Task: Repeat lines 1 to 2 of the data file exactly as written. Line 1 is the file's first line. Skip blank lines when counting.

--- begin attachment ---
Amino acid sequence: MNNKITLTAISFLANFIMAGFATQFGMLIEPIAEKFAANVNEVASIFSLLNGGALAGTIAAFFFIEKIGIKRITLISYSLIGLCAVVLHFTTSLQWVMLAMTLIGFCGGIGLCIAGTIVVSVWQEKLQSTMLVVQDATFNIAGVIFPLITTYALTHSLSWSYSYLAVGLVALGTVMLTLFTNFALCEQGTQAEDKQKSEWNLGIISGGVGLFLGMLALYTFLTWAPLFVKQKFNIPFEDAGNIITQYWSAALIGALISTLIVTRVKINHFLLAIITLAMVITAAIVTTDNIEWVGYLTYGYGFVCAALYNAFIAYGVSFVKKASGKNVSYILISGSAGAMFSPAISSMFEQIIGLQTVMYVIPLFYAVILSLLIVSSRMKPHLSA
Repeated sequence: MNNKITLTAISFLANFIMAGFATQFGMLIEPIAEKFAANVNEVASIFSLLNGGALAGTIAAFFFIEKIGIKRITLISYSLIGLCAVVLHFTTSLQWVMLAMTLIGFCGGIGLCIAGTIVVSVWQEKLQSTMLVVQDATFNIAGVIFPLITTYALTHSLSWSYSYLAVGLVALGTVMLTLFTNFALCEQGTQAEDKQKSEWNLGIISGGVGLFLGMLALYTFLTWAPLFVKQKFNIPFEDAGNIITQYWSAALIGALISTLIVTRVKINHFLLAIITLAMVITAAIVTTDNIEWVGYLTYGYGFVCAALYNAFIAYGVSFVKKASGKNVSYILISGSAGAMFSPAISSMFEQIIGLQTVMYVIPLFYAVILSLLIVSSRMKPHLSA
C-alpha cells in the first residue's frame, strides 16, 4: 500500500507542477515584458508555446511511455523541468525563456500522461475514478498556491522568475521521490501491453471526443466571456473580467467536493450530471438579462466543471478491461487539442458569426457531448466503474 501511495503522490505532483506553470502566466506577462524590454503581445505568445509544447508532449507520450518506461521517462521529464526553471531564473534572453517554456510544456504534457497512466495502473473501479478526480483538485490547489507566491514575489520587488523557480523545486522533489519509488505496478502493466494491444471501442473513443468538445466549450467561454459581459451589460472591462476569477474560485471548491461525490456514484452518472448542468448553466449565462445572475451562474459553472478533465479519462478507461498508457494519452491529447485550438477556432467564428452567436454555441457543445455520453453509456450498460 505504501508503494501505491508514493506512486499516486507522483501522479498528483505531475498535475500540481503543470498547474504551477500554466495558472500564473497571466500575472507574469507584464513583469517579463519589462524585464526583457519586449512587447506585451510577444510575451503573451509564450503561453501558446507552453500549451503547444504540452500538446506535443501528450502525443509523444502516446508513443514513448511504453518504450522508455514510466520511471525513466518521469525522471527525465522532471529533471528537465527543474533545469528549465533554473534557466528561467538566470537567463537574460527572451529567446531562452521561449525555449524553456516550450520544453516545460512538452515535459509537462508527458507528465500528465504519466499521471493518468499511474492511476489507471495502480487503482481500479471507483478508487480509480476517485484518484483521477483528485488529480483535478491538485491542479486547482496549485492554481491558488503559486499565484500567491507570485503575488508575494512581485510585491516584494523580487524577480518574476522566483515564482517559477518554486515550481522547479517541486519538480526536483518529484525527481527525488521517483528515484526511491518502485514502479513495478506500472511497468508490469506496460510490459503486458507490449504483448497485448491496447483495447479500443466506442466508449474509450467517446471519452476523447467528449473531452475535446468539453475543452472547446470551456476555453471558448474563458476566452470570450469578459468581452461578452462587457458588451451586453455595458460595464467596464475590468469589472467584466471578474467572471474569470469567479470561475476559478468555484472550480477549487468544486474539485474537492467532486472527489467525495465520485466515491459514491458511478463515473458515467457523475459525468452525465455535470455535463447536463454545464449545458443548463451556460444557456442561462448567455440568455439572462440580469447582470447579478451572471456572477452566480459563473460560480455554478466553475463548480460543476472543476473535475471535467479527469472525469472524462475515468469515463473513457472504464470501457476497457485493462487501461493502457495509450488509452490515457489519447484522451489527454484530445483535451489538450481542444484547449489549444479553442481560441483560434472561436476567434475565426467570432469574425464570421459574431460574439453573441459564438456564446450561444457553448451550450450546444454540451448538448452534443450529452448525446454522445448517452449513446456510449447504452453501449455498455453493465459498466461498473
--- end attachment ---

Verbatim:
Amino acid sequence: MNNKITLTAISFLANFIMAGFATQFGMLIEPIAEKFAANVNEVASIFSLLNGGALAGTIAAFFFIEKIGIKRITLISYSLIGLCAVVLHFTTSLQWVMLAMTLIGFCGGIGLCIAGTIVVSVWQEKLQSTMLVVQDATFNIAGVIFPLITTYALTHSLSWSYSYLAVGLVALGTVMLTLFTNFALCEQGTQAEDKQKSEWNLGIISGGVGLFLGMLALYTFLTWAPLFVKQKFNIPFEDAGNIITQYWSAALIGALISTLIVTRVKINHFLLAIITLAMVITAAIVTTDNIEWVGYLTYGYGFVCAALYNAFIAYGVSFVKKASGKNVSYILISGSAGAMFSPAISSMFEQIIGLQTVMYVIPLFYAVILSLLIVSSRMKPHLSA
Repeated sequence: MNNKITLTAISFLANFIMAGFATQFGMLIEPIAEKFAANVNEVASIFSLLNGGALAGTIAAFFFIEKIGIKRITLISYSLIGLCAVVLHFTTSLQWVMLAMTLIGFCGGIGLCIAGTIVVSVWQEKLQSTMLVVQDATFNIAGVIFPLITTYALTHSLSWSYSYLAVGLVALGTVMLTLFTNFALCEQGTQAEDKQKSEWNLGIISGGVGLFLGMLALYTFLTWAPLFVKQKFNIPFEDAGNIITQYWSAALIGALISTLIVTRVKINHFLLAIITLAMVITAAIVTTDNIEWVGYLTYGYGFVCAALYNAFIAYGVSFVKKASGKNVSYILISGSAGAMFSPAISSMFEQIIGLQTVMYVIPLFYAVILSLLIVSSRMKPHLSA